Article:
Obviously, there is a lot more to discuss and to go deeper into in this matter. However, the International Day of Living Together in Peace, especially this year in this pandemic, should be seen as an invitation to “further promote reconciliation to help to ensure peace and sustainable development, including by working with communities, faith leaders and other relevant actors, through reconciliatory measures and acts of service and by encouraging forgiveness and compassion among individuals” (https://www.un.org/en/observances/living-in-peace-day, May 15th 2020). It is rather the start of a process than the proclamation of a conclusion. True peace isn´t a result but a continuous process in all of society.
Therefore, true peace can never exist nor last if it is forced upon each other. It must come from each one of us and eventually will move an entire society closer towards each other. Even though we seem very divided at the moment with many things in an uncertain condition for a longer period of time, let´s encourage one another to make good use of this time to be there for each other. Change towards true peace is a daily commitment, but it starts with one to galvanize others. Why shouldn´t you be the one who brings about that change in your life and community? On this note, happy International Day of Living Together in Peace!
The International Day for the Right to the Truth concerning Gross Human Rights Violations and for the Dignity of Victims
The International Day for the Right to the Truth concerning Gross Human Rights Violations and for the Dignity of Victims – a special day that has been celebrated annually on March 24th for the past 9 years. Human rights defenders have always been in risky positions. Speaking up on behalf of people who have been marginalized has historically never been something that was accepted with immediate overwhelming support. However, it is those bold individuals who personify the need for the right to the truth for everybody. Especially in our current society that faces more information than it could ever process in a single lifetime, truth is more than ever the single most relevant aspect and challenge that we face.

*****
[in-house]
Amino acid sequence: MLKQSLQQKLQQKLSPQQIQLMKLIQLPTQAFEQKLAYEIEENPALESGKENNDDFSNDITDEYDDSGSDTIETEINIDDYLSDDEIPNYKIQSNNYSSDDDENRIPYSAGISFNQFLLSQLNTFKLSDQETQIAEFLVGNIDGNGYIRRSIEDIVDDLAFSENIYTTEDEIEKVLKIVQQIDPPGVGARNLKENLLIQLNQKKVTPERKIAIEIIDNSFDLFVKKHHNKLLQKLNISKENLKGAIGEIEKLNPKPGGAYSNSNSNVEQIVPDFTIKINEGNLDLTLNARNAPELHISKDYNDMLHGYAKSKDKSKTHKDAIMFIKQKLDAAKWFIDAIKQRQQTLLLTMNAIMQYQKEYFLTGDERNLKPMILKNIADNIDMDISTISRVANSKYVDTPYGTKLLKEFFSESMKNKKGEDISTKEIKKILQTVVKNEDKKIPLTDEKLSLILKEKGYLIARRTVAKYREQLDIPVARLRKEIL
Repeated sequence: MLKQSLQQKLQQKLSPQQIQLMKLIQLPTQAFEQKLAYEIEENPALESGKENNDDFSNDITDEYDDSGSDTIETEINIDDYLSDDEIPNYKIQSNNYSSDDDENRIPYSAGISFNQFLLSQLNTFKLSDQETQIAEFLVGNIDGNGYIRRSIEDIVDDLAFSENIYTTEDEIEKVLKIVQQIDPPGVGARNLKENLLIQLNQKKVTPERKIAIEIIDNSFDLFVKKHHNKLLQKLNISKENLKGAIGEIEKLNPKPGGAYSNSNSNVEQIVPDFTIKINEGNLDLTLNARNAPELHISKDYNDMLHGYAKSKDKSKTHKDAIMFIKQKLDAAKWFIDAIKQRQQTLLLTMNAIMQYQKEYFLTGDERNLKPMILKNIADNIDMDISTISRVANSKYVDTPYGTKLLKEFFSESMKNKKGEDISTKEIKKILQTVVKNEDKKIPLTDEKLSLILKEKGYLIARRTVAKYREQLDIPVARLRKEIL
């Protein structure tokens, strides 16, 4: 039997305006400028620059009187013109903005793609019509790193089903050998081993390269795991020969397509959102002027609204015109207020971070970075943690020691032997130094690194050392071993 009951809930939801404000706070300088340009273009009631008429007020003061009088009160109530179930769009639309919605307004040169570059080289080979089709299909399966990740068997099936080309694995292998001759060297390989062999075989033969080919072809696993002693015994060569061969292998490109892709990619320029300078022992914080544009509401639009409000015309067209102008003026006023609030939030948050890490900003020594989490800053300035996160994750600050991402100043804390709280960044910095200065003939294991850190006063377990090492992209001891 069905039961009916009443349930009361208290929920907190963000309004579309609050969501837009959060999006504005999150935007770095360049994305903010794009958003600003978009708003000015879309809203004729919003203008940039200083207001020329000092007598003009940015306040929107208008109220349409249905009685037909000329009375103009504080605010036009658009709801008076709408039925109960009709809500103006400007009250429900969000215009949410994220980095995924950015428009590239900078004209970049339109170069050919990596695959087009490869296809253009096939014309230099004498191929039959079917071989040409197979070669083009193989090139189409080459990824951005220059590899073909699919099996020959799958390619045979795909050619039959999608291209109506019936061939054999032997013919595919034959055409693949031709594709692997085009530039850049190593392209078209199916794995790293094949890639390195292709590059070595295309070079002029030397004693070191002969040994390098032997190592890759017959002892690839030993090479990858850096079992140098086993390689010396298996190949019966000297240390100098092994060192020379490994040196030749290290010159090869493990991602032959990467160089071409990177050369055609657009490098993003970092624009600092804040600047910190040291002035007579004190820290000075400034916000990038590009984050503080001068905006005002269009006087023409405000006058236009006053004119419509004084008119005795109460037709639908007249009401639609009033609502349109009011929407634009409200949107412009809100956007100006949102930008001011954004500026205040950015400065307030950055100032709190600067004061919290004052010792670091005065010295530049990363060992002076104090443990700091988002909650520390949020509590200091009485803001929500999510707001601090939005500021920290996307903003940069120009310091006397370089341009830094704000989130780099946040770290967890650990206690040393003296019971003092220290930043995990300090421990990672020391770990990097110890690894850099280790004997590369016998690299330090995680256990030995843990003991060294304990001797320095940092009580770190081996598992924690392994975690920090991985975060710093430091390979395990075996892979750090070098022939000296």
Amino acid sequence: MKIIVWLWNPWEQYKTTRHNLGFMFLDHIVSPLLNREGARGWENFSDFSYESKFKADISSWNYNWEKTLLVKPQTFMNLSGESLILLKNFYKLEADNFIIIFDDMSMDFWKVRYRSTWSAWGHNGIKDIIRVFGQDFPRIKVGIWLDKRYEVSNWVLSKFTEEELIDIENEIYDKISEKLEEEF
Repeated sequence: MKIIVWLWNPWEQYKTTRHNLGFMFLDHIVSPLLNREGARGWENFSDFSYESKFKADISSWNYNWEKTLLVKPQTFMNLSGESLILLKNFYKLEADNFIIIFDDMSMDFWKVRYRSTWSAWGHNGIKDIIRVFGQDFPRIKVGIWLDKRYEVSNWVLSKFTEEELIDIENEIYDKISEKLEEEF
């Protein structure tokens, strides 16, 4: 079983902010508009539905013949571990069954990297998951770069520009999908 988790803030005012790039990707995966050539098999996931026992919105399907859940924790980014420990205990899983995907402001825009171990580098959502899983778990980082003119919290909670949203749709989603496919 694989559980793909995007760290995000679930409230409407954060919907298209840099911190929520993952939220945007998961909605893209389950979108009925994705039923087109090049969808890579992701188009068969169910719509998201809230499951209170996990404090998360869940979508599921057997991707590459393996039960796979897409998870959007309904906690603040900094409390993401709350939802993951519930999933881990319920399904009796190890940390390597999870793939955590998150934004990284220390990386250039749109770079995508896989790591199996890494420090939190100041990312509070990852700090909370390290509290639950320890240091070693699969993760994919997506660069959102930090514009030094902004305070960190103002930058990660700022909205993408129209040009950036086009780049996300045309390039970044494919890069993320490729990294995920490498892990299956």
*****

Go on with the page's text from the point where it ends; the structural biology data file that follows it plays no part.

As we commemorate today, speaking out truth doesn´t always come without consequences. Gross violations of human rights and humanitarian law are mostly covered up by different authorities and rarely addressed on big political platforms. At times, it takes decades to address such violations adequately. Nonetheless, the pain of victims, their relatives and friends can´t be pushed back at all. Furthermore, it is those who address their suffering who are in danger to endure the same fate as other victims. It is not enough if one single person stands up but it takes all of us as society, as humanity, as people of this earth to come together and jointly stand strong with those who cannot stand right now; who lost their voice in their human rights battle; who gave their lives so that future generations might have a better life.
“As we recognize the courage of human rights defenders
everywhere, let us commit to protect those who seek truth
and justice, and provide victims with effective remedies and restore their dignity.”
UN Secretary-General António Guterres
This quote by the UN Secretary-General António Guterres is a clear message about the purpose of this day. As much as it is about honoring and paying tribute to human rights defenders, it is a call for action to all of us. It is our responsibility as society to make sure that their efforts weren´t in vain. We are charged with the task to protect current human rights defenders more than ever. It is our shared mission to turn this international day into a celebration because of the fulfillment of the right to the truth throughout this world.
Therefore, it is crucial to know the way and the progress that has been made so far. It is impossible to commemorate human rights defenders on this day without recognizing the important work and values of Archbishop Oscar Arnulfo Romero of El Salvador. His day of death – March 24, 1980 – was chosen by the United Nations General Assembly to specifically honor and pay tribute to human rights defenders like him that were willing to die so that others may hear the truth.